Decisions drive vision, strategy, execution, evaluation, problem-solving, performance, and continuous improvement.1 A decision is an irrevocable commitment of time and resources. Every decision has an opportunity cost—the loss benefit of the better option not chosen or not considered (see SDG.
My daughter is starting college this week. We bought her a Mac Book Air. This page is dedicated to first-year college students.
Starting college (or graduate school) means doing a lot of homework, writing papers, citing your sources, and conducting calculations or technical analyses.
Causal reasoning is at the core of everything we see, do, and imagine. Causal inference is the foundation of scientific thinking and reasoning. Every explicit decision we make is the realization of causal thinking.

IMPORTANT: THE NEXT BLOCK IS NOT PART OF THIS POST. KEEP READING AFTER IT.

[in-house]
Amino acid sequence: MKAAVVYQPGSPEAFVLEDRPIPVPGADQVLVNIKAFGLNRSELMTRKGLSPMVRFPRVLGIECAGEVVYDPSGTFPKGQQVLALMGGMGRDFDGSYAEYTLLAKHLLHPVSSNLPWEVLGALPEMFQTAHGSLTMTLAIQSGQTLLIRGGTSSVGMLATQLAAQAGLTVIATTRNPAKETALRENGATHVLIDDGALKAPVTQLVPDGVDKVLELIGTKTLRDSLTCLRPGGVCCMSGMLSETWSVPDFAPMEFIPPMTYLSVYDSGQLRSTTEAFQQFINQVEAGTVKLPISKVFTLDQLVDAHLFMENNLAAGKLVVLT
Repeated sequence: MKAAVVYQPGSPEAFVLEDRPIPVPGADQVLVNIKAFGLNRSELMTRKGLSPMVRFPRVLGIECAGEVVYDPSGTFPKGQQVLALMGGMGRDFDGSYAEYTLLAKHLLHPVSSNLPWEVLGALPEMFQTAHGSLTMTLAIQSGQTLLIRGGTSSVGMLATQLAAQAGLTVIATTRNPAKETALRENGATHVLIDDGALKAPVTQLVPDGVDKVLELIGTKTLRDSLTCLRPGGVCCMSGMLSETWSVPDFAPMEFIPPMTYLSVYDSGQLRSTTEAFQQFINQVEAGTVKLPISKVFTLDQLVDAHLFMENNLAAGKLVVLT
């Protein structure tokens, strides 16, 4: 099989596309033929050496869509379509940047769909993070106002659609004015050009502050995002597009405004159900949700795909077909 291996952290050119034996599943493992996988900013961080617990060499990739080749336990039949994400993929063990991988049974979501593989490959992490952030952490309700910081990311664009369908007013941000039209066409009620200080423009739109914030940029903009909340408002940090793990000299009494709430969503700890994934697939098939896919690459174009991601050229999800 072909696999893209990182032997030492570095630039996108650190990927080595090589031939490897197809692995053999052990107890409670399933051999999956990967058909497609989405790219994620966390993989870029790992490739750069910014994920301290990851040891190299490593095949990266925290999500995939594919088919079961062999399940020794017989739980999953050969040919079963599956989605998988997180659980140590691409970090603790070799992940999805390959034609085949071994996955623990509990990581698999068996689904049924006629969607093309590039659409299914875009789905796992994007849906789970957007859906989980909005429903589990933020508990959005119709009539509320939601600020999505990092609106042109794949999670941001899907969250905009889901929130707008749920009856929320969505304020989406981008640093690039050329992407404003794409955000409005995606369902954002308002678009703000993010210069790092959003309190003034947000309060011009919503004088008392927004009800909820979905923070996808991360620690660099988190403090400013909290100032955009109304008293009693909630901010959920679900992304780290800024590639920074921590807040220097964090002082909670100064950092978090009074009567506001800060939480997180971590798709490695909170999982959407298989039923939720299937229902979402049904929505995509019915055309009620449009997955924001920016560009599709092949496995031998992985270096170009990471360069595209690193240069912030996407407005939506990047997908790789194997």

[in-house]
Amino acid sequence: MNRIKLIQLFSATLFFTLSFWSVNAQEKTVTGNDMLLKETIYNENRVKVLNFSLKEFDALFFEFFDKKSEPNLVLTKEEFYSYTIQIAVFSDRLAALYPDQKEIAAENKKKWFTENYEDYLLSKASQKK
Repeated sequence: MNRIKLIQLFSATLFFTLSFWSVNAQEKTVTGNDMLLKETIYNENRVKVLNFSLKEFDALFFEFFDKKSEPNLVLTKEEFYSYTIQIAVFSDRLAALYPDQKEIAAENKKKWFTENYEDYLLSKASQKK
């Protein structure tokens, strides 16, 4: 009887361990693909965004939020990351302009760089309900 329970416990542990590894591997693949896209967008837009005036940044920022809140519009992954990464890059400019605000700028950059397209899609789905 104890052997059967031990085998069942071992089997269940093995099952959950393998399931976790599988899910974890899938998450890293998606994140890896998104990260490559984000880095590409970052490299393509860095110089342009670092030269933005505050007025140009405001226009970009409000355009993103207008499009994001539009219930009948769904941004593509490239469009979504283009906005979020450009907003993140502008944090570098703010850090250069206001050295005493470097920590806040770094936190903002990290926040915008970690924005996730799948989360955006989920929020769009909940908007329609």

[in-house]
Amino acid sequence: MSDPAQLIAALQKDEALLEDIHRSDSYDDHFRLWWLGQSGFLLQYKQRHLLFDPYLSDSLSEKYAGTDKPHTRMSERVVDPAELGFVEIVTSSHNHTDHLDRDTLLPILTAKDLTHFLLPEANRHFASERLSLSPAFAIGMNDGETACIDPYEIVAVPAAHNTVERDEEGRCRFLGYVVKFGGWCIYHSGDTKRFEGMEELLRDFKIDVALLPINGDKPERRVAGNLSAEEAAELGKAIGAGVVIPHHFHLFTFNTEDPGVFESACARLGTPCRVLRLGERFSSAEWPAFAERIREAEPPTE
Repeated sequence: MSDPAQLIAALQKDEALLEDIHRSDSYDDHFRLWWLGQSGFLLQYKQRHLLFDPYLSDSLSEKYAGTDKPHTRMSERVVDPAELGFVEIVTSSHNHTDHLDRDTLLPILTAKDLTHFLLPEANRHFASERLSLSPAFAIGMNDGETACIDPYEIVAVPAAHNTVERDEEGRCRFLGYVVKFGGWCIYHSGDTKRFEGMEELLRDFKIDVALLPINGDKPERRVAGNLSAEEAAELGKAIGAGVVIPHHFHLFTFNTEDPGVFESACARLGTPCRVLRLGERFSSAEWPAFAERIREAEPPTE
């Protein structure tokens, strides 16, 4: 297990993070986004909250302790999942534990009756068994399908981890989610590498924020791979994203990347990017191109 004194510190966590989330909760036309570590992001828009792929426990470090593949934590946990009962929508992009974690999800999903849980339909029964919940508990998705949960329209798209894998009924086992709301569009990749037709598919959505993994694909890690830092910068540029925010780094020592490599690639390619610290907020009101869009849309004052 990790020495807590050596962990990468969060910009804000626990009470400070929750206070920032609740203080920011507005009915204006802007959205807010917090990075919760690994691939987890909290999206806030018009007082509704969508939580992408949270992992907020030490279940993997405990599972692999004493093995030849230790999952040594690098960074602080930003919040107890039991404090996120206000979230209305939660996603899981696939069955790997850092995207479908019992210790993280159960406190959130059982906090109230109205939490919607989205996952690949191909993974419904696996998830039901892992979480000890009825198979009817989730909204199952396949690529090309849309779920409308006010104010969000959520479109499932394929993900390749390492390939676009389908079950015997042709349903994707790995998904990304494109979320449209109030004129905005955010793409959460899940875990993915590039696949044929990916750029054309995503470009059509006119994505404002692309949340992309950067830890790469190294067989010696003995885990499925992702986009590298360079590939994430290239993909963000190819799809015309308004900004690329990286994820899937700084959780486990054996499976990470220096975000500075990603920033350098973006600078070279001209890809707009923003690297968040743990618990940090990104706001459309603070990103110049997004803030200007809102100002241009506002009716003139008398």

In Part 1 we introduced directed acyclic graphs (DAGs)  as a better way to represent program theory . A DAG is a Bayesian network where each directed arrow represents a causal link, not merely a probabilistic dependency .
Several years ago I (TJA) developed the ‘epitools’ R package for epidemiologic data and graphics. My goal was to have a practical package for practicing epidemiologists at local and state health departments.